Remind you of Tevye in Fiddler on the Roof?

Well, ‘tis the holiday season, so the word Tradition naturally popped into my brain. Let’s open up this word and take a look at what’s inside, shall we?

Wow. I opened up my Webster’s New World College Dictionary to the T’s and got a big Word Nerd surprise. Didn’t see this coming in any way, shape, or form. Believe me, I had to rub my eyes and re-read several times to make sure I hadn’t made a mistake.

Tradition came to use through Middle English, and Middle French, from the Latin traditio, meaning, “a surrender, delivery, tradition,” from tradere, “to deliver.” The first, obsolete, definition of Tradition is “a surrender or betrayal.”

Then you read the words, “see TREASON.”

What? Tradition and Treason come from the same root?

A page flip or two over to the word treason, and—yep. Treason comes from Latin tradere, to give or deliver over or up (trans = “across”, dare = to give). Don’t ask me how we got Treason from trans and dare. It is what it is, yes?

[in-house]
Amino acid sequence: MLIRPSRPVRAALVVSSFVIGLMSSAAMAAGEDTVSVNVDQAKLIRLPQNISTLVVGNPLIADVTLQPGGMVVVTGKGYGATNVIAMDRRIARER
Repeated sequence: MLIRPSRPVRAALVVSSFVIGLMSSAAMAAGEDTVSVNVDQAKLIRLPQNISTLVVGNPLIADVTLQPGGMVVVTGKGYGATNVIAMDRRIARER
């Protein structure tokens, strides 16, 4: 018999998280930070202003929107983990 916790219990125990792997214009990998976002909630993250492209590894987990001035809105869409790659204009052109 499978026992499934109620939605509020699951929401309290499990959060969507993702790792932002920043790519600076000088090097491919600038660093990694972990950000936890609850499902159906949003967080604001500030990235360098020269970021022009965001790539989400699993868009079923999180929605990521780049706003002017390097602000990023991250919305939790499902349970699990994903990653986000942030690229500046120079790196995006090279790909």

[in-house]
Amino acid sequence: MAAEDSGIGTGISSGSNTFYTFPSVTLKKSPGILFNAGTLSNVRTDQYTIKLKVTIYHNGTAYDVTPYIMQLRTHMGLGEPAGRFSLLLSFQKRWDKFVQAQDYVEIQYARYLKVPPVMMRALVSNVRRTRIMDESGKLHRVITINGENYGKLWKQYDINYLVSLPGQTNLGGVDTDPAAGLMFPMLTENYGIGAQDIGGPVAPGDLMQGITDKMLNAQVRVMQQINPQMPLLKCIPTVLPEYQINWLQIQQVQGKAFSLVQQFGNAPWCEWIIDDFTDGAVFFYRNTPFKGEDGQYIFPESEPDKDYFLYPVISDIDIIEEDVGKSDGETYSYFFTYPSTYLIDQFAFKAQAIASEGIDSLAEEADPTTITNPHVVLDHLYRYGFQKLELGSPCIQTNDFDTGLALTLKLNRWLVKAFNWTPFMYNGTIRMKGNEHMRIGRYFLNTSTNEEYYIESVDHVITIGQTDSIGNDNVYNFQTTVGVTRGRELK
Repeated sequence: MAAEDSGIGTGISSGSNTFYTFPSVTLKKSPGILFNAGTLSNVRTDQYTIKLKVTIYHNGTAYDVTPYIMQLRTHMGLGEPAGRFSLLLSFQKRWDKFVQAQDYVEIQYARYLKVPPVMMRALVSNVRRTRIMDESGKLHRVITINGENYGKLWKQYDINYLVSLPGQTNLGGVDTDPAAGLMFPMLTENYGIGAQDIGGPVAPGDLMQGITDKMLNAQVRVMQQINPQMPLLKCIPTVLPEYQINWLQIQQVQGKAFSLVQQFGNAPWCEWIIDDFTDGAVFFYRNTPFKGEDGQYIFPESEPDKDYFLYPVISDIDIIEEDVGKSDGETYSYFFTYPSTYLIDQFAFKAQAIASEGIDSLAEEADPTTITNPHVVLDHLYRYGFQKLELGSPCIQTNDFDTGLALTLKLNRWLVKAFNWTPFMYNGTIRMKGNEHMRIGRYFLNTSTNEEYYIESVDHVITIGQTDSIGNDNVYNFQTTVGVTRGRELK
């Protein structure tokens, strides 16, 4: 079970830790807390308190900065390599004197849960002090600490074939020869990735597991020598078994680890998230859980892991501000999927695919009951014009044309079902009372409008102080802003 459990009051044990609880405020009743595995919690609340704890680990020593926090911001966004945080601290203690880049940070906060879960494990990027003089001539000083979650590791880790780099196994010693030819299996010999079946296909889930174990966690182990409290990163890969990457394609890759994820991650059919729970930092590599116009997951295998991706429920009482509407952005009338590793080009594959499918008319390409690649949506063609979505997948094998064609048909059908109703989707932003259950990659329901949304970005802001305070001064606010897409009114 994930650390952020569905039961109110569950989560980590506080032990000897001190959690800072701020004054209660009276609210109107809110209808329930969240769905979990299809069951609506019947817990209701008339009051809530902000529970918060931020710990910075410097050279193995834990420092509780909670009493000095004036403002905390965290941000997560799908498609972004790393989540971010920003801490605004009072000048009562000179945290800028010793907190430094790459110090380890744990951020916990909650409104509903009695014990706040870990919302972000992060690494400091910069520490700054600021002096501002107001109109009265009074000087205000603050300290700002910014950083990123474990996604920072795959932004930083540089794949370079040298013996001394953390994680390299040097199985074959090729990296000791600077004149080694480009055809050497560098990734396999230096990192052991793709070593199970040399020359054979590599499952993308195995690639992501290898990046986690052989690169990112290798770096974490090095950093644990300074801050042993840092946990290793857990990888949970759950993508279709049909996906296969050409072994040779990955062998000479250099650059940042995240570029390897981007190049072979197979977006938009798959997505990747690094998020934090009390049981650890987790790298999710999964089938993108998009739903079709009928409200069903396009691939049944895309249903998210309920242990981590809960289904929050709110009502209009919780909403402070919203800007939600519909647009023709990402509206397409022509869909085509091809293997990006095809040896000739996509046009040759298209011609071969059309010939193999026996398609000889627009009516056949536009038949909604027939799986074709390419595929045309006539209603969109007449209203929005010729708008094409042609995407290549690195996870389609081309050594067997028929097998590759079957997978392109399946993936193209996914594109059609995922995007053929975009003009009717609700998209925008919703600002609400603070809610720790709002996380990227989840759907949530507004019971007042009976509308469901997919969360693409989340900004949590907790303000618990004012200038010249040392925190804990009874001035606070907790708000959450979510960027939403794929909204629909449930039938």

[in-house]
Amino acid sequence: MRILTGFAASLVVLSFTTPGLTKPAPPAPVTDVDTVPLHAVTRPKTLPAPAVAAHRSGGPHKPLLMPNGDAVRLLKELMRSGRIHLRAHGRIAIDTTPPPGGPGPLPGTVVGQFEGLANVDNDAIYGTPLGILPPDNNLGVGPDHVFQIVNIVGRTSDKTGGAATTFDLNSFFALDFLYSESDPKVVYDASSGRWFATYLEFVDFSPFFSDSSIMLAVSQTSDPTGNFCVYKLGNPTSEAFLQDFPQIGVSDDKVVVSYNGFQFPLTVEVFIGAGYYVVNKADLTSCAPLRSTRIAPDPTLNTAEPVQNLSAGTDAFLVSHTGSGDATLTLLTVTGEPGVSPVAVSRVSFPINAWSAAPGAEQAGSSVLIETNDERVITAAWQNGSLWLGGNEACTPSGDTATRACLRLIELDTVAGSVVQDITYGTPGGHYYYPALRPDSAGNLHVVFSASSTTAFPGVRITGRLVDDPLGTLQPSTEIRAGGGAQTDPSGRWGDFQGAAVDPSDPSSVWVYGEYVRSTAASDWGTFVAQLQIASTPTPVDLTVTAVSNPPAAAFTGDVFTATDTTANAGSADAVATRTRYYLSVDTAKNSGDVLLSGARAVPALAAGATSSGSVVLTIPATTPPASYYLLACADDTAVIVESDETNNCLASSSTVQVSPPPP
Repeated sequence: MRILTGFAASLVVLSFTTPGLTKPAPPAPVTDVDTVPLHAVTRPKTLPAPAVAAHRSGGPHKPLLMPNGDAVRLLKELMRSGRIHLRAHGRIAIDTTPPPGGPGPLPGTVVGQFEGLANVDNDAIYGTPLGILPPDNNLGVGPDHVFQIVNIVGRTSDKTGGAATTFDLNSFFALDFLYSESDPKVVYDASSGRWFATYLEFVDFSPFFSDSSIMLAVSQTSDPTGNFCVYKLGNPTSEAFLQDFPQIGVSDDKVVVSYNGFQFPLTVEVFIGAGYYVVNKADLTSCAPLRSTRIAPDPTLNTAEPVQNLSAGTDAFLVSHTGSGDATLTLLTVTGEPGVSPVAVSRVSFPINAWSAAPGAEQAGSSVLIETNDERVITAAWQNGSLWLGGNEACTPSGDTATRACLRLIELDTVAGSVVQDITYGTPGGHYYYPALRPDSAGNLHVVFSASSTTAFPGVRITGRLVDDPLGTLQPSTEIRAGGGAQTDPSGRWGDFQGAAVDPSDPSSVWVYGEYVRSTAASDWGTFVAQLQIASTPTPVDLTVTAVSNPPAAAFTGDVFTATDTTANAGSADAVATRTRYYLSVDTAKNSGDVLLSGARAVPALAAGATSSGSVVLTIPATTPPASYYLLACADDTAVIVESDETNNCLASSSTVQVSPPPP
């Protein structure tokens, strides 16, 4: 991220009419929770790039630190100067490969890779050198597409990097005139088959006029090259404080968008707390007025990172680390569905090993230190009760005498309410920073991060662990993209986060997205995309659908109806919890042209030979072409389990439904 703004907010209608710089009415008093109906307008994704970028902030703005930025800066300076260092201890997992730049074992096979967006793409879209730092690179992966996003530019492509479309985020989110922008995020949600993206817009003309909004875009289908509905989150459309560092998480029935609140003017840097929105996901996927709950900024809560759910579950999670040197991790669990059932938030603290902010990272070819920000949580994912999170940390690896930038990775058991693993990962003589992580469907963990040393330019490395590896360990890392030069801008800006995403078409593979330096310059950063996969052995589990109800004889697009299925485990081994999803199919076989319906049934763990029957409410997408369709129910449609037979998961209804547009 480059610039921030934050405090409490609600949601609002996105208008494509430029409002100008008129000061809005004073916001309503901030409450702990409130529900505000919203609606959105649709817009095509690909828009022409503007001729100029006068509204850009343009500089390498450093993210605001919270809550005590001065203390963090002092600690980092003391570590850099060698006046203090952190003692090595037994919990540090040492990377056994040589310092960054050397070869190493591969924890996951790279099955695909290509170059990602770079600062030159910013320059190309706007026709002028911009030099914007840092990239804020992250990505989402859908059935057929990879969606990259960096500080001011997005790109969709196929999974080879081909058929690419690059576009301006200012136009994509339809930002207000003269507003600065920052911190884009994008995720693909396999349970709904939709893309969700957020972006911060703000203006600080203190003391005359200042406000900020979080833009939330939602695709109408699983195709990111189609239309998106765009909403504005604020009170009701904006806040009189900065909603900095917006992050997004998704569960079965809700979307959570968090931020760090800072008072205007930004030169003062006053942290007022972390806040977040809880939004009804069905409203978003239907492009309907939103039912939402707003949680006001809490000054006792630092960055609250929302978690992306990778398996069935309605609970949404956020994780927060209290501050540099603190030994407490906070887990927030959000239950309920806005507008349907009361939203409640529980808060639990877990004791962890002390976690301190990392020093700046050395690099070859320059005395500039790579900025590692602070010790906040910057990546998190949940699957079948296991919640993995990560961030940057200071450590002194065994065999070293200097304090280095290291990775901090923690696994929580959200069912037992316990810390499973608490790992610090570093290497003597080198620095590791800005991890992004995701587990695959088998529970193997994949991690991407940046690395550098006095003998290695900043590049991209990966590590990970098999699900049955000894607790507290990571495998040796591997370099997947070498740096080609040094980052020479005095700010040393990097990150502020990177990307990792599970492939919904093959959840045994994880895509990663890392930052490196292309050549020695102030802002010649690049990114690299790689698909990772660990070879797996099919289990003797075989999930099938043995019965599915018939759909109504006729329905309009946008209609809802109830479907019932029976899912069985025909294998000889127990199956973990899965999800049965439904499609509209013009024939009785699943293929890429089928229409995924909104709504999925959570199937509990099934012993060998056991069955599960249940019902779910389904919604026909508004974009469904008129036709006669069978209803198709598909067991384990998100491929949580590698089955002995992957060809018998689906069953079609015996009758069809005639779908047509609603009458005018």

So, I will put on my Word Nerd thinking cap. (Just a second. I have to run to the closet for it…I didn’t think this word would be this surprising.)

 Trans means “across”

Dare means “give”

Which is exactly what you are doing when you hand down or share traditions…you are giving across to someone your values and beliefs, your sense of family and community.

 And see? Noah Webster’s 1823 Dictionary agrees with me:

 “1. Delivery; the act of delivering into the hands of another.

A deed takes effect only from the tradition or delivery.

The sale of a movable is completed by simple tradition.

2. The delivery of opinions, doctrines, practices, rites and customs from father to son, or from ancestors to posterity; the transmission of any opinions or practice from forefathers to descendants by oral communication, without written memorials. Thus children derive their vernacular language chiefly from tradition. Most of our early notions are received by tradition from our parents.

3. That which is handed down from age to age by oral communication. The Jews pay great regard to tradition in matters of religion, as do the Romanists. Protestants reject the authority of tradition in sacred things, and rely only on the written word. Traditions may be good or bad, true or false.

Stand fast, and hold the traditions which ye have been taught, whether by word or our epistle. 2 Thess. 2.

Why do ye also transgress the commandment of God by your traditions? Matt. 15.”

 Blessings as you share your values, beliefs, family, and community this holiday season!

 WORD NERD CHALLENGE OF THE WEEK: How many words can you come up with that also come from Latin dare, to give?

Merry CHRISTmas! Voni